It’s important not to imagine our world to be more dangerous than it actually is. Concentrating on the negative side of anything is depressing and a waste of time, especially as even normally, we spend most of our time worrying about things that never happen.
So in becoming a survivor, we mustn’t lose sight of the joy and wonder of life, and the world we live in. In any case, we’re all survivors anyway; but a brushing up on the specifics never did anyone any harm.
Our impression of danger is almost totally conditioned by media exaggeration. Newspapers don’t sell as many copies if they tell good news. A nice disaster is best for sales.
2 thoughts on “Survival Situations”
I also served in 3 Commando Brigade with 59 Independant Commando Squadron RE and also C Squadron 23 SAS.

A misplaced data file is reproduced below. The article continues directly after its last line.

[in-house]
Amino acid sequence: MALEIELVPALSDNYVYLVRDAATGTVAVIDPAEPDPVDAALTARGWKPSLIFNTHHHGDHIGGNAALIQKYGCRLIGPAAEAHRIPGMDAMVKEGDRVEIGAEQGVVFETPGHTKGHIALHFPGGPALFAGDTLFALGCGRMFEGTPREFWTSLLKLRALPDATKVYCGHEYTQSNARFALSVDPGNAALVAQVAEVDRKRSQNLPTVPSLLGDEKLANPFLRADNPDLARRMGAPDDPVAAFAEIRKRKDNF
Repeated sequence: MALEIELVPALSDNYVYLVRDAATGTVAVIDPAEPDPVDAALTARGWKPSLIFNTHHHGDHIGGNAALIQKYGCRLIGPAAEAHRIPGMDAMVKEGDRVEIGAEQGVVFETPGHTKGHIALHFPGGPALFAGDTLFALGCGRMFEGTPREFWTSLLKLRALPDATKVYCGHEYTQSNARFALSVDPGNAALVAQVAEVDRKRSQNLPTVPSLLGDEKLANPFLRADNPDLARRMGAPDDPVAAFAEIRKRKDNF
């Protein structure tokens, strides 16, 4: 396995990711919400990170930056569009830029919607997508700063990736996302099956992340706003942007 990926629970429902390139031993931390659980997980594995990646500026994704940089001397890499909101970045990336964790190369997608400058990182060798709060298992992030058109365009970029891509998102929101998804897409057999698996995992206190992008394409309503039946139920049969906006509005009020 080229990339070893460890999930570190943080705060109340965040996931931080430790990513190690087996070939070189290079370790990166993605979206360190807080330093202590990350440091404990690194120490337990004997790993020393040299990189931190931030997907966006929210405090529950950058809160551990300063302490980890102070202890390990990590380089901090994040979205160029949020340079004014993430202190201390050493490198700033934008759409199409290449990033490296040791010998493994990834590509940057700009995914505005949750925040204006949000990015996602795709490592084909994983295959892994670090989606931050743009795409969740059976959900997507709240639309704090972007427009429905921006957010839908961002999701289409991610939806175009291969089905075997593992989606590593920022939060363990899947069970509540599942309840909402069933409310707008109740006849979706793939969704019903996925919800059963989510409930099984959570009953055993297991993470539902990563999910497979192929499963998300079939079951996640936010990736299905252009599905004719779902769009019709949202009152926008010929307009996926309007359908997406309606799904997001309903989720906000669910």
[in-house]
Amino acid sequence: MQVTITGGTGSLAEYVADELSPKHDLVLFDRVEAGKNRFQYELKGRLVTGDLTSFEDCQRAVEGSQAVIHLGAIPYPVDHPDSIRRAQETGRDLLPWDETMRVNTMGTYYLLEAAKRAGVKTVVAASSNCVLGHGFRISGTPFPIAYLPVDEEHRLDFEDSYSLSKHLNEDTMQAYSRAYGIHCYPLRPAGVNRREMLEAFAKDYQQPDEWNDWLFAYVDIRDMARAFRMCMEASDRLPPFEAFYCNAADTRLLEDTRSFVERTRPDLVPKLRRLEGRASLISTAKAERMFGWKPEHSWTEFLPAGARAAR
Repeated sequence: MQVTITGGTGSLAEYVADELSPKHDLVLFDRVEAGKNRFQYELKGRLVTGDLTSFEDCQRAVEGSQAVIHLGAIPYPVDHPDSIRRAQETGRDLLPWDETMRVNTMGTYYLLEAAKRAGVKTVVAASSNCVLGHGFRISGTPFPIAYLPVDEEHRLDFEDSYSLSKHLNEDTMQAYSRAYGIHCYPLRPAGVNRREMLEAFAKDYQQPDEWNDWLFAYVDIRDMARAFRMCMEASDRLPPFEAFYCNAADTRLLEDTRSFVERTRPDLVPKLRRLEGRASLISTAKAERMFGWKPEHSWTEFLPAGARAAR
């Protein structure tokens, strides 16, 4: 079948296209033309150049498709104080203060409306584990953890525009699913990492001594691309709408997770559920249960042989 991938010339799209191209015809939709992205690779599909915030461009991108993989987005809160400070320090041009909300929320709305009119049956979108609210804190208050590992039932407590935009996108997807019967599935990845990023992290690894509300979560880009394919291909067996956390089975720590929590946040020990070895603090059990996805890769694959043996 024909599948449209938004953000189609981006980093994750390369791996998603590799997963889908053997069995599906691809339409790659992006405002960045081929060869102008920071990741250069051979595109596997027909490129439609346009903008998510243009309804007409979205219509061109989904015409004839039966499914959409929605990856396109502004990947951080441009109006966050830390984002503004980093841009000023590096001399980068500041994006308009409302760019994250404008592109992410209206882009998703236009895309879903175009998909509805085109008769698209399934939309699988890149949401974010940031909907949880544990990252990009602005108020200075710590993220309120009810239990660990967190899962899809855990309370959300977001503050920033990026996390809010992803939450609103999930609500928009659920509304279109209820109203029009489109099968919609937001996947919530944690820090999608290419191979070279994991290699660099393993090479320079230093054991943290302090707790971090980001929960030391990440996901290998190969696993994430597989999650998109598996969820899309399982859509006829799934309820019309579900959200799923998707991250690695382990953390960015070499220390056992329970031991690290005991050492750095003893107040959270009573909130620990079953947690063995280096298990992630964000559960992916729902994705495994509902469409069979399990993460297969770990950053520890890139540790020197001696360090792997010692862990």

I used my knowledge and experience to form the Pilgrim Club. A community group of unpaid volunteers to help young people in our community have a better start in life. http://www.pilgrimclub.co.uk
When it came to making a survival raft. I used the example in your book Outdoor Survival Guide, as a template. I initially made a small size model. From which I made some slight changes. Added a few health & saftey requirements and it worked. Pictures can be viewed on the above website albiet non rigged.
I have permission to sail ths raft along the Thames from Teddington Lock to Chiswick Bridge.
Thanks for the message. Will be very interested to see how your raft sails. It’s likely it will have water coming over the logs – depending on what type of wood they are, and you’ll have to re-tighten the lashings when they get wet. With a sail, you need either a keel or large rudder – but I expect you realise that!
You can adjust the buoyancy – as logs are nothing like as buoyant as for example empty jerry cans, by lashing them to the logs. This might sound stupid, as it doesn’t stop the water from coming over the logs, but if you try it the other way round – putting them underneath, with this type of raft it can easily flip over unless you use lots of empty jerry cans.
All best, Hugh